Lining Their Pockets

In Sunday’s Sacramento Bee, Dan Morain  (you can read the whole thing here) took note of Consumer Watchdog’s self-interest in promoting ballot measures that line their pockets with money. In his column, Morain explains how Consumer Watchdog has made millions of dollars of the intervenor process that they created in Prop. 103, and asks the exact question we’ve been asking for months:

“But if intervenors are needed to protect consumer interests, why exactly do we have an elected insurance commissioner? The answer, of course, is that Proposition 103 created the elected insurance commissioner.”  

Like we’ve said, Harvey Rosenfeld, Jamie Court and friends have collected at least $5.3 million since 2007 and, as Morain said, “no other organization has collected a dime in intervenor fees since 2008.”

Why aren’t other organizations able to intervene? What knowledge and “expertise” is Consumer Watchdog providing that apparently the Department can’t or won’t?

As Morain points out another organization, Greenlining, tried to apply for intervenor status but were rejected without explanation. Why is this system rigged for Harvey and his band of west-side royalty?

Who oversees this cozy relationship? To the best of our knowledge, no one. It’s encouraging to see the media starting to pay attention but we’d bet there’s more to the story.

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Why Interveners?

California Watch published a long and comprehensive look at Consumer Watchdog’s “domination” of their self-created intervener program at the Department of Insurance. The article is worth a read. We’re not kidding about their domination. The piece says, “Since 2008, only one other group has attempted to dispute insurance rates, state filings show… but regulators denied them each time.” Read the article here.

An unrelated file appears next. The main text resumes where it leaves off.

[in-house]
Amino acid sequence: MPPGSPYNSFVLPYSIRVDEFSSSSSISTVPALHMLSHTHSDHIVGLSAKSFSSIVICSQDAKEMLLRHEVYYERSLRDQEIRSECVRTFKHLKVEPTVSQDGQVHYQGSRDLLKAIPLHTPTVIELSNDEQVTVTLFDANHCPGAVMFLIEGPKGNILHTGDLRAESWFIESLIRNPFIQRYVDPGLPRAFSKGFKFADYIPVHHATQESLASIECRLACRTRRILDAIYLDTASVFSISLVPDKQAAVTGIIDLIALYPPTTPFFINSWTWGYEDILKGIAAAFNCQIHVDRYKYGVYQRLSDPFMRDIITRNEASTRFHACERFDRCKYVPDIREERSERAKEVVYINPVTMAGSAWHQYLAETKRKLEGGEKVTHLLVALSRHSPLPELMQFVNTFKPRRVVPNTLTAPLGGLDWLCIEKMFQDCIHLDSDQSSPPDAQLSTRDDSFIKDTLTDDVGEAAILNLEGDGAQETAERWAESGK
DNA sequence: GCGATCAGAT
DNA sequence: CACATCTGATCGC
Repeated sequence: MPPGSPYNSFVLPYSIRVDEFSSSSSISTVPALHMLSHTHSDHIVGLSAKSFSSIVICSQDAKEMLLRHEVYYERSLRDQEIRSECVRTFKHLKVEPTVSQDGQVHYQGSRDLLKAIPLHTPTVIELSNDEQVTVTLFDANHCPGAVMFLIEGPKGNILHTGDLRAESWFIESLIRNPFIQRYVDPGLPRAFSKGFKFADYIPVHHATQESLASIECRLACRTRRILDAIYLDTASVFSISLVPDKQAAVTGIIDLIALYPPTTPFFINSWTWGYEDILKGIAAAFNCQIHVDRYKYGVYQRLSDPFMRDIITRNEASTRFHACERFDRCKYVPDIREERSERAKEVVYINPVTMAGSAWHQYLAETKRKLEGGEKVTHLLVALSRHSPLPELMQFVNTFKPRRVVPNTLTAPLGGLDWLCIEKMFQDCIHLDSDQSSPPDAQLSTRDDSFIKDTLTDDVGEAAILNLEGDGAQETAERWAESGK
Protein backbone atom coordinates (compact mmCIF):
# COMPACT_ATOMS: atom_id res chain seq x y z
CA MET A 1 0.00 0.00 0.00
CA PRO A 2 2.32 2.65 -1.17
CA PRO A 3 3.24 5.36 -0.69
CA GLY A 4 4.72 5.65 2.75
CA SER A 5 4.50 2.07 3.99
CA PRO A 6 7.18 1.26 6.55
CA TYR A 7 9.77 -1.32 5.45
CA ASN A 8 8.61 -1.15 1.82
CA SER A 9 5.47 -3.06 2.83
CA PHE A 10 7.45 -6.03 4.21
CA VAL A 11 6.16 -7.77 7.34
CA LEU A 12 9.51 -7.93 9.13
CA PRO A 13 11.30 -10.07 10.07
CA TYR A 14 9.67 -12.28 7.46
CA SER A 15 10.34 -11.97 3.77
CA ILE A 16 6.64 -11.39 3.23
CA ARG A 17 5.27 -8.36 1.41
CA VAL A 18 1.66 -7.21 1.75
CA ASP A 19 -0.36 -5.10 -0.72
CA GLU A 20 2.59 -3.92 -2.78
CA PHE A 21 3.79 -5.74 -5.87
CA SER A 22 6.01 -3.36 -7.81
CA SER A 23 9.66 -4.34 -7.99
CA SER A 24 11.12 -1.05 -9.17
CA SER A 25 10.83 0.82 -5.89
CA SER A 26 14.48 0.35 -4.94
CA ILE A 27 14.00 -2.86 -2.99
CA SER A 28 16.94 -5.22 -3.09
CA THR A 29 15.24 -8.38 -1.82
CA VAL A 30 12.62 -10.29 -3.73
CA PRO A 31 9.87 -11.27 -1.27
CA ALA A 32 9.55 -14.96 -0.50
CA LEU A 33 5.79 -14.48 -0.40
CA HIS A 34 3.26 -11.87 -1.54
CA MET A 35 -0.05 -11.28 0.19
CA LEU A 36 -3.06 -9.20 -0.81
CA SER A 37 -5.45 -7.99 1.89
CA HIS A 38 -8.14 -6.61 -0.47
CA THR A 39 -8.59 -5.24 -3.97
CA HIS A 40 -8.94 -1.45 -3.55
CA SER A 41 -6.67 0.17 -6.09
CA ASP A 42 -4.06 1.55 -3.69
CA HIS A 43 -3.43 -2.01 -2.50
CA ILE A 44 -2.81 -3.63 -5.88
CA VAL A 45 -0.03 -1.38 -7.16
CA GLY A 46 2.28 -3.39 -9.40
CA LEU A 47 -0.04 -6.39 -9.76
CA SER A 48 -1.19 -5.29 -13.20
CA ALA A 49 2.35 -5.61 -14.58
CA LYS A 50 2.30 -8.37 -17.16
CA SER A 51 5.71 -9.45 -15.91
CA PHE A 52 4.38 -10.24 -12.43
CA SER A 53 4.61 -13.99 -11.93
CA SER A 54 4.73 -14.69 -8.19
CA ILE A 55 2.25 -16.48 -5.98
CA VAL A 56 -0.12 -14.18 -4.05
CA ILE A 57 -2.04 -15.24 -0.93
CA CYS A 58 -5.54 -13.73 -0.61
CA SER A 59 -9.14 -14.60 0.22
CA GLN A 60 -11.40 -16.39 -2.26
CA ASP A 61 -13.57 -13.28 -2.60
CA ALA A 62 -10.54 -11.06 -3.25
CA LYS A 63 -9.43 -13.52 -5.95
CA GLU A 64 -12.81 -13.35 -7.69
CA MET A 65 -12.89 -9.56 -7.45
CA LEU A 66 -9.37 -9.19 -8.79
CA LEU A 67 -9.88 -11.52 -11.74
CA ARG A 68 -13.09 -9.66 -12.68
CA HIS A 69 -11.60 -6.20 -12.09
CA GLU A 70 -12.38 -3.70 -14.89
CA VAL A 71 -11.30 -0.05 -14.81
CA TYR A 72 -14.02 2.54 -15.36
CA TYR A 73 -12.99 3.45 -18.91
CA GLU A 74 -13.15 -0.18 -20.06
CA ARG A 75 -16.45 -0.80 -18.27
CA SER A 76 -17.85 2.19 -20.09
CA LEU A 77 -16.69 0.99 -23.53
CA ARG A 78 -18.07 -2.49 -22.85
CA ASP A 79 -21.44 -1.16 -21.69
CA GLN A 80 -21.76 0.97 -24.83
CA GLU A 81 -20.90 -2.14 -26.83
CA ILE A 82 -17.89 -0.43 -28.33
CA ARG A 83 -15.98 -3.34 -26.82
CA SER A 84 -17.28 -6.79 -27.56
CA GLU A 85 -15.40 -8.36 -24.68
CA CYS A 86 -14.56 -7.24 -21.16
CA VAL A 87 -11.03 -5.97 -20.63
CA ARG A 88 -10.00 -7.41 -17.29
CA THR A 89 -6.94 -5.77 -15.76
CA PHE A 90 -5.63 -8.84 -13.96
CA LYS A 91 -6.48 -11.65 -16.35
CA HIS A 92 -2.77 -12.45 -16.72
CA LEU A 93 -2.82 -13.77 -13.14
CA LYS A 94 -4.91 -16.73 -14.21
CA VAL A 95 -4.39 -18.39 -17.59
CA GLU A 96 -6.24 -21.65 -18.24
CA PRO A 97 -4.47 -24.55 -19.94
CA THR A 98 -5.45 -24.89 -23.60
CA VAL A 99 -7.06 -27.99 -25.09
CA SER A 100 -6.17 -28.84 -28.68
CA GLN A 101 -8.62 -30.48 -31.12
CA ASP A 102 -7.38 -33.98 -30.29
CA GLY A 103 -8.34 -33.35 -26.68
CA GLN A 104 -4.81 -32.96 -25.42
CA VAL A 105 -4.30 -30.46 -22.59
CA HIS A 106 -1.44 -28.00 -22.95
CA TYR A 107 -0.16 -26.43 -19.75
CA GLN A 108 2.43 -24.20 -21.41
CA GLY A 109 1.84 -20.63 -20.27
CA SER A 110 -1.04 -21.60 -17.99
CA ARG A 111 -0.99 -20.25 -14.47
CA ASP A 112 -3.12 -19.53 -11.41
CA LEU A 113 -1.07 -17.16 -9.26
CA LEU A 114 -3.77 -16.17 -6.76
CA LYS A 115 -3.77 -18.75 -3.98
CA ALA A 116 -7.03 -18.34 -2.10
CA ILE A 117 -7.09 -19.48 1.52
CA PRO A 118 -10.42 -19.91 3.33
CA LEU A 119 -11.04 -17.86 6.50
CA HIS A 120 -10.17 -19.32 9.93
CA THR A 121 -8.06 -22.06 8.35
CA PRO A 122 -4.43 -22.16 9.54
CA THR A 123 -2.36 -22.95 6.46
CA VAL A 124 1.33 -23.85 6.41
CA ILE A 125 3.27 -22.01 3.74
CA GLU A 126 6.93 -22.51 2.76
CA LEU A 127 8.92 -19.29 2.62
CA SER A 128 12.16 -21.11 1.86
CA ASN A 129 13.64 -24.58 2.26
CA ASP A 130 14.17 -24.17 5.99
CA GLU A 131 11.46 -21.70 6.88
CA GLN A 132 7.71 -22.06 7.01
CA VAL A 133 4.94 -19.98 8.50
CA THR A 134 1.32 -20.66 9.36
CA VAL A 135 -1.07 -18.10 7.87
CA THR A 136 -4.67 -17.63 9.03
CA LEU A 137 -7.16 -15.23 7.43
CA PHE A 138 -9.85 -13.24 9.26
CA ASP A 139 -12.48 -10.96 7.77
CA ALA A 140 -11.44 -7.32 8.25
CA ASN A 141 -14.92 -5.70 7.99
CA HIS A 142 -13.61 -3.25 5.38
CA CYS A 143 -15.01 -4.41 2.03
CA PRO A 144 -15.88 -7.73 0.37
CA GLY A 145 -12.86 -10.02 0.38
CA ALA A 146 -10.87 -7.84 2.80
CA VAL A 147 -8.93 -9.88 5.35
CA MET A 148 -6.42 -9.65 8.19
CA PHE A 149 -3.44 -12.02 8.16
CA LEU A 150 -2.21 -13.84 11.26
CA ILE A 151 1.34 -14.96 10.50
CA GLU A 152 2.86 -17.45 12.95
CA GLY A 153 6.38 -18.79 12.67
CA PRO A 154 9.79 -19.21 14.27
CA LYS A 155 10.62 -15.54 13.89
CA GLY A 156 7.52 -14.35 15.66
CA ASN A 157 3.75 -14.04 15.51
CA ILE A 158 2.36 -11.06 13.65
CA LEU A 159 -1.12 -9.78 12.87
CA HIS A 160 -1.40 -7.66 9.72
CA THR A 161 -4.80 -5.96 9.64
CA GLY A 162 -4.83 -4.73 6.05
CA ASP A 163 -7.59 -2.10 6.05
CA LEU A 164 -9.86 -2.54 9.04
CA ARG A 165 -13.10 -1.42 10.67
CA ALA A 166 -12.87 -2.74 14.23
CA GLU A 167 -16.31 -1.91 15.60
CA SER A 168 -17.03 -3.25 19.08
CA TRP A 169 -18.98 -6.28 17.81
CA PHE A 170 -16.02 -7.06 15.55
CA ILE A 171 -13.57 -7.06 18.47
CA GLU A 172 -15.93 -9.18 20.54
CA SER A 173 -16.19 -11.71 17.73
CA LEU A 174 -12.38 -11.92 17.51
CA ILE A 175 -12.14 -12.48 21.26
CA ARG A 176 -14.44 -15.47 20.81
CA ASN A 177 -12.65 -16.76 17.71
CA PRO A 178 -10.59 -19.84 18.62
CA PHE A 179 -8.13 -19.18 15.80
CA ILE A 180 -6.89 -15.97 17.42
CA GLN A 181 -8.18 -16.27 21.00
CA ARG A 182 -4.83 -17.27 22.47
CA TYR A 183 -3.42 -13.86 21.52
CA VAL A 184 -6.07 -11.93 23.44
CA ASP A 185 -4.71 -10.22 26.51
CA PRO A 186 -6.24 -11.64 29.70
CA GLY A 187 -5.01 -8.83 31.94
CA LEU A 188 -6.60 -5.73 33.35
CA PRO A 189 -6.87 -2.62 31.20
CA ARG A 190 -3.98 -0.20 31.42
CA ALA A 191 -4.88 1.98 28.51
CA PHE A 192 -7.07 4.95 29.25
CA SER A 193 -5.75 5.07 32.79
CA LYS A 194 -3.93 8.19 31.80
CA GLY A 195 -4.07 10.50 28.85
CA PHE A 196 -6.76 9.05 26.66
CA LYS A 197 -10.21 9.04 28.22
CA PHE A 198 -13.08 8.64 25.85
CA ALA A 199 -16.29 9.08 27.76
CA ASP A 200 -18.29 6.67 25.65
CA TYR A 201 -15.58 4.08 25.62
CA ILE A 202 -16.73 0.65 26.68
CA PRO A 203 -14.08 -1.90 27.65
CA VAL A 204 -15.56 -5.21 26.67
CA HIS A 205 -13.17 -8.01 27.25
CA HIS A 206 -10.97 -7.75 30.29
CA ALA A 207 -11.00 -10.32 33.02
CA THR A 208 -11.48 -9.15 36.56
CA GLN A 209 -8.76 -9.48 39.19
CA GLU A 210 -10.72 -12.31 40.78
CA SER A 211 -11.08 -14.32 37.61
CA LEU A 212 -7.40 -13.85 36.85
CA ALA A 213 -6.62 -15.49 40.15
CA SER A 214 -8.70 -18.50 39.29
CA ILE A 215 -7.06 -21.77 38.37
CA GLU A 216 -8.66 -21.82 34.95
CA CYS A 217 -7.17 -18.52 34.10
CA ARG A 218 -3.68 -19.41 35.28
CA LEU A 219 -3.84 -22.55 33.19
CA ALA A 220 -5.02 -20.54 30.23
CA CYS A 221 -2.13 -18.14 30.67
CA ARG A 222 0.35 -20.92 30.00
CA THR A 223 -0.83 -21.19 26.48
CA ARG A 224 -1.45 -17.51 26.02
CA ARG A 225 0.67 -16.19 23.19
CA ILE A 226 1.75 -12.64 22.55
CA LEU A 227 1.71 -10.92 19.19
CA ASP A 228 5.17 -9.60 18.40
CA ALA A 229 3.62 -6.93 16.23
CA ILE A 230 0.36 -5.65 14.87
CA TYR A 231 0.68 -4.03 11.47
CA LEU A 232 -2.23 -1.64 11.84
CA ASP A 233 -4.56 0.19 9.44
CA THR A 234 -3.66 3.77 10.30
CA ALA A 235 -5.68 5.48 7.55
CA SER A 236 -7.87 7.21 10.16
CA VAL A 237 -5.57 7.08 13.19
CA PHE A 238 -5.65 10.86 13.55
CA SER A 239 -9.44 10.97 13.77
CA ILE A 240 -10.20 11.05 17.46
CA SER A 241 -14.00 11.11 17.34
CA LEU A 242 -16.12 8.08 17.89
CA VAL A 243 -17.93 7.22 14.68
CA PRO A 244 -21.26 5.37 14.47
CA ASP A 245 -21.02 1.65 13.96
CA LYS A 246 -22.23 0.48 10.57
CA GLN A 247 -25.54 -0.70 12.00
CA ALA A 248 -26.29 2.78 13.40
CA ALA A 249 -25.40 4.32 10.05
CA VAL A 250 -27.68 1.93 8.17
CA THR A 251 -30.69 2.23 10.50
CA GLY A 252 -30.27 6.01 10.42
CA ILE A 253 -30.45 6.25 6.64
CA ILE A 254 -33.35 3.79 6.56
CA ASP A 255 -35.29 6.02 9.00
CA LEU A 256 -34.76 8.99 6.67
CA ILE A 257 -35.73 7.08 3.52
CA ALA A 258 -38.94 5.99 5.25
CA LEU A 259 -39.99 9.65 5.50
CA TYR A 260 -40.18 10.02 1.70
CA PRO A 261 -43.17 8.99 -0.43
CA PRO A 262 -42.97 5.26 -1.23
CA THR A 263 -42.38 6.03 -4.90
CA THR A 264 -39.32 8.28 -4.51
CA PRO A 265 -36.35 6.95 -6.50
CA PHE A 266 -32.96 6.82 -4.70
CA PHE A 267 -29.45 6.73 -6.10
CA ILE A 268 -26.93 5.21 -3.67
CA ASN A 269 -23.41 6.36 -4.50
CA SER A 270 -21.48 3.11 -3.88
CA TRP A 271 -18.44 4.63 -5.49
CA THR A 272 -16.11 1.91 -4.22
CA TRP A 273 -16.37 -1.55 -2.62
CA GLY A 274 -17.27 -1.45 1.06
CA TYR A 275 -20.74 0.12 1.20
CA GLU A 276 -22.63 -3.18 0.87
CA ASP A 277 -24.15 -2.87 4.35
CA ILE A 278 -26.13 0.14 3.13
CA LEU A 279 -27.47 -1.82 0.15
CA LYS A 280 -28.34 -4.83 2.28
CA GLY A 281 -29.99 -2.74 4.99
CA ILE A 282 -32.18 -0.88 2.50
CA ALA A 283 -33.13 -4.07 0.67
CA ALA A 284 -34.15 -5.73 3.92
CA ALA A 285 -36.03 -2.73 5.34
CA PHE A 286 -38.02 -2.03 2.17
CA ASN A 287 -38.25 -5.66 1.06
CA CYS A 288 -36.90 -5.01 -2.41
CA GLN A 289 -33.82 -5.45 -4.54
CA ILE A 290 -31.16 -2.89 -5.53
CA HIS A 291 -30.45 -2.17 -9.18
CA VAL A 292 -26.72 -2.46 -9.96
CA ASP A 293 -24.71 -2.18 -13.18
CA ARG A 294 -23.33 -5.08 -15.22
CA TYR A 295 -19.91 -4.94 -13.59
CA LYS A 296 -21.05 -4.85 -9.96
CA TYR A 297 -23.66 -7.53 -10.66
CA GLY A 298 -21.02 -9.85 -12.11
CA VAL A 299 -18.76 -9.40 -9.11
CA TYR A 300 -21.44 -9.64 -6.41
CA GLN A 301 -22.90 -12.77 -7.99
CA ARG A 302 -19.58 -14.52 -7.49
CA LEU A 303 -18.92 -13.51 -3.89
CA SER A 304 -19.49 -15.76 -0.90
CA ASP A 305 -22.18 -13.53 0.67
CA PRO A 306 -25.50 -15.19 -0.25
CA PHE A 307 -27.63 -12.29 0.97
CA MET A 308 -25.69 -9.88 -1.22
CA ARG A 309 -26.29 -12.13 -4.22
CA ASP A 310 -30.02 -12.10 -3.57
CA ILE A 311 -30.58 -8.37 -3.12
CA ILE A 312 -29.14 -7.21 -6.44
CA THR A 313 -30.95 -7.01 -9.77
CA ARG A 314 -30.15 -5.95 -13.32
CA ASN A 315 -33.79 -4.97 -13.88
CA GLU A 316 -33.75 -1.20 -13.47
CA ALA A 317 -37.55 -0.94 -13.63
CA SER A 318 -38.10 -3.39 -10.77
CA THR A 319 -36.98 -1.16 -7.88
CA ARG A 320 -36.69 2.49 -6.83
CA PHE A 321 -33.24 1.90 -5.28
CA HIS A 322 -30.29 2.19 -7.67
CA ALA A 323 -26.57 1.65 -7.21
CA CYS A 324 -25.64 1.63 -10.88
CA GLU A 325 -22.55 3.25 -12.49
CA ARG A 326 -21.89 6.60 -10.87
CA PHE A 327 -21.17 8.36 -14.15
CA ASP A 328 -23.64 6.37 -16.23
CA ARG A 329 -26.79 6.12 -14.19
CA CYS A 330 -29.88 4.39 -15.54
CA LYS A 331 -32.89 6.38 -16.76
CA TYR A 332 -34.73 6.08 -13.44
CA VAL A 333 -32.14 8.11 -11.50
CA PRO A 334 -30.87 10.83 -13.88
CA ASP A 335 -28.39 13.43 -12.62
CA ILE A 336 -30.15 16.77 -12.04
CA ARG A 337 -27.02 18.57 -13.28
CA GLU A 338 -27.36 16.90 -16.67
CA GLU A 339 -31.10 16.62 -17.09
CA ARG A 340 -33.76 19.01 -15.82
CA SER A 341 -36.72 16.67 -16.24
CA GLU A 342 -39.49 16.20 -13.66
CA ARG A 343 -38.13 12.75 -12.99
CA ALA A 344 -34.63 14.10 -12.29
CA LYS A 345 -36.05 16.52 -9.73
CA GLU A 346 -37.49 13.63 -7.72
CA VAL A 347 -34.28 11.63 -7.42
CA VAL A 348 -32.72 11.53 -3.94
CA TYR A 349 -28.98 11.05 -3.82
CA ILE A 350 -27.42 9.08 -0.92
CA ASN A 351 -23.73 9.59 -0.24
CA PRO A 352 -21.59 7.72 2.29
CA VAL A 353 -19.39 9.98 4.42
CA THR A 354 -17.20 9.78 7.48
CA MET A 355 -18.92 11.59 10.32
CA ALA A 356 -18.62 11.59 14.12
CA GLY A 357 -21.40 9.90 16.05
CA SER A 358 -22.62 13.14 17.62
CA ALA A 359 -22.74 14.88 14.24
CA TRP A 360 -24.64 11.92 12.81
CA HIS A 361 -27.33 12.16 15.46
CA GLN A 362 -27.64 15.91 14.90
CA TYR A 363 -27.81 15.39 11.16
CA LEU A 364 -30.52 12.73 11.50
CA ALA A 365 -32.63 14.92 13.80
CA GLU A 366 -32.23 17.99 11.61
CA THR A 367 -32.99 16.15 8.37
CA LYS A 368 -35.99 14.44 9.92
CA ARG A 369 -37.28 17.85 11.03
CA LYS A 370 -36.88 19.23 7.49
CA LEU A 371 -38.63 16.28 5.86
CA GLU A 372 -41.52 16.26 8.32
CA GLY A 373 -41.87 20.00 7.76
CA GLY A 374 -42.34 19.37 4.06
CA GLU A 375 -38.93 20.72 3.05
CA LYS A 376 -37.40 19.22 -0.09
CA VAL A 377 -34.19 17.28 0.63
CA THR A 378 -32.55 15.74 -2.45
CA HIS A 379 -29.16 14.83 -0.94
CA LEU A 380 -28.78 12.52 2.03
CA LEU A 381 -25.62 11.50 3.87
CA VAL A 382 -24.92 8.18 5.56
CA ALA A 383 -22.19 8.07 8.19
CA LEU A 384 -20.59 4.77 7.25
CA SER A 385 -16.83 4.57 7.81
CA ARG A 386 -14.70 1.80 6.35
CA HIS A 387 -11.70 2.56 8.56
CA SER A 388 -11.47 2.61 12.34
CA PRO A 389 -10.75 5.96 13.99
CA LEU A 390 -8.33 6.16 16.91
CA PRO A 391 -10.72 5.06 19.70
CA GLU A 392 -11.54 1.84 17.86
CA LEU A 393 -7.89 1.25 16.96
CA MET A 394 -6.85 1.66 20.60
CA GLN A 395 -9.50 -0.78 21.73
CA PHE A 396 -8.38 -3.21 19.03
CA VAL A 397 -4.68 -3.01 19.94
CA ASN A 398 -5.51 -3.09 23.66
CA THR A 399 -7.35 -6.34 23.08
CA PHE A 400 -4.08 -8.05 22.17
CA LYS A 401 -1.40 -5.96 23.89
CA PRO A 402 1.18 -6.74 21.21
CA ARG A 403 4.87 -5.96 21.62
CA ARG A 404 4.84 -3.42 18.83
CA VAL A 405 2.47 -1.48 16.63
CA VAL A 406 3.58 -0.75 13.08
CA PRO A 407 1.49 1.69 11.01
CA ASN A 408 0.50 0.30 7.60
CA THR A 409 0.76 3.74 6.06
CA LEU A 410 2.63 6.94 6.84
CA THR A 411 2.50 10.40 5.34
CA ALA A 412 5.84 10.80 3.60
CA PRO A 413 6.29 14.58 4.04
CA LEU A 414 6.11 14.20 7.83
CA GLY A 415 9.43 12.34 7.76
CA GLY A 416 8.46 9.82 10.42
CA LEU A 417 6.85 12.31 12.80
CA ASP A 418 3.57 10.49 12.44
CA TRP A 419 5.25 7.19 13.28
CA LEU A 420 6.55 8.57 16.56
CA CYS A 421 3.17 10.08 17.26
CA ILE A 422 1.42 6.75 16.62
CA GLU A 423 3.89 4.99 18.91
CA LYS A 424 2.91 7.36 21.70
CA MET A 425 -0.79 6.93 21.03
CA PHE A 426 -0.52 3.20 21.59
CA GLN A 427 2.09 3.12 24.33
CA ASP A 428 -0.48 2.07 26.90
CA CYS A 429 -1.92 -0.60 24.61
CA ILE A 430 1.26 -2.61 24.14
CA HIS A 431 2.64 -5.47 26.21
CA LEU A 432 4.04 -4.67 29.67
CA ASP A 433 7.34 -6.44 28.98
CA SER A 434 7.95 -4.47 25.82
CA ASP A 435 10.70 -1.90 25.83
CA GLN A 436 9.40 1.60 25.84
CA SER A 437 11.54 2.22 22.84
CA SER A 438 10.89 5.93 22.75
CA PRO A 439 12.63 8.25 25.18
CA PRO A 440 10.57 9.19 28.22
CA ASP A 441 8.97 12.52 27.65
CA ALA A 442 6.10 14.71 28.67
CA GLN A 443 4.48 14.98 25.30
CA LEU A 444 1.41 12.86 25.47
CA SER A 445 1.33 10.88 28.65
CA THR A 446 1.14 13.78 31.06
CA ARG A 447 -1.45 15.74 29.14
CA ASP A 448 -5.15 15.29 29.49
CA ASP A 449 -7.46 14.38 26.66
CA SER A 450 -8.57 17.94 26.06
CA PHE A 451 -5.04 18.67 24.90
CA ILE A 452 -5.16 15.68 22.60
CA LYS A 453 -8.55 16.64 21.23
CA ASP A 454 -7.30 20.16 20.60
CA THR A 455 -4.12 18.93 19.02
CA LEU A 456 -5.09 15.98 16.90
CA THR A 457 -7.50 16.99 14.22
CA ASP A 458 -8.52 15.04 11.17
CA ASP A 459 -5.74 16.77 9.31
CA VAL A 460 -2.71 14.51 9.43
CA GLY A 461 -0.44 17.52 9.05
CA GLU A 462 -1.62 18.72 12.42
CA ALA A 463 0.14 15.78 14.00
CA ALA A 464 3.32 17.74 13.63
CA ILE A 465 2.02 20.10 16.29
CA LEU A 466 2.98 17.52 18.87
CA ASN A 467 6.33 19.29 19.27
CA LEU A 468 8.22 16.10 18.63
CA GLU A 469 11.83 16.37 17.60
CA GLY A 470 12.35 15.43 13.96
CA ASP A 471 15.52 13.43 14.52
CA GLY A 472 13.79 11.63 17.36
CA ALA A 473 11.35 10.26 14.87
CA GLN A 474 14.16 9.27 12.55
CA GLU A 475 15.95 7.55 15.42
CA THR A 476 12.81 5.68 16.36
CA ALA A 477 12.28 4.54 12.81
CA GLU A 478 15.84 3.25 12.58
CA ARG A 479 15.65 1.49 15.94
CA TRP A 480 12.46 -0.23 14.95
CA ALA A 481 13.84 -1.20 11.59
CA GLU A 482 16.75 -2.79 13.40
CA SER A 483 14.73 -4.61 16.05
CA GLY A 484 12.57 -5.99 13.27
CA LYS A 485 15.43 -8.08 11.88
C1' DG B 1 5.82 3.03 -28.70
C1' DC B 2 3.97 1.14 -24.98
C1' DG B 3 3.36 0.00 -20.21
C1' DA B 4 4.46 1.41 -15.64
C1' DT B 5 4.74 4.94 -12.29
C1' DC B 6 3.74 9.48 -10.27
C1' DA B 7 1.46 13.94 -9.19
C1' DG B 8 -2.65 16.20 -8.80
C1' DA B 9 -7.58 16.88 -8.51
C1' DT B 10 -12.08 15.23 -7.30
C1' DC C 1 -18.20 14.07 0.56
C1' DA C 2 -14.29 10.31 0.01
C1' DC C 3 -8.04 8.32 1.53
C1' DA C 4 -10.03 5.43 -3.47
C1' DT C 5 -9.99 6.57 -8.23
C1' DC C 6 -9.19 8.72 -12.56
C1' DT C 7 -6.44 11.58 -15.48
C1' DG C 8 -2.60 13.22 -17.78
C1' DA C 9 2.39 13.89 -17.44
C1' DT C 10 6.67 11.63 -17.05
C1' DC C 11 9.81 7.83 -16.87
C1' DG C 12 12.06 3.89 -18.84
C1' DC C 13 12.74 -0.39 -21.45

We’ve written a lot about Consumer Watchdog’s cozy relationship with the Department of Insurance, but one line in the story jumped out at us. According to the article Department of Insurance general counsel Adam Cole said, “Consumer Watchdog, they are on one end of the spectrum, the insurance companies are the other,” he said. “They sort of frame the debate.”

That quote seems awfully cozy. Why does the Department need someone to frame the debate? And why Consumer Watchdog? What makes them better candidates to analyze rate cases than others? Why is the department  paying Consumer Watchdog hundreds of thousands of dollars for actuary analysis and lawyers when they have more than enough staff  to devote to those exact tasks? It seems the only thing Consumer Watchdog’s self-created intervener process does is enrich its founders (who, in the article, brag about their ability to make money).

And, it seems the scheme is paying off. California Watch also reported, “Since 2011, under Commissioner Jones, Consumer Watchdog has gotten what it requested in every case except two – an overall deduction of 1 percent.”

Like we’ve said before, this screams for oversight.

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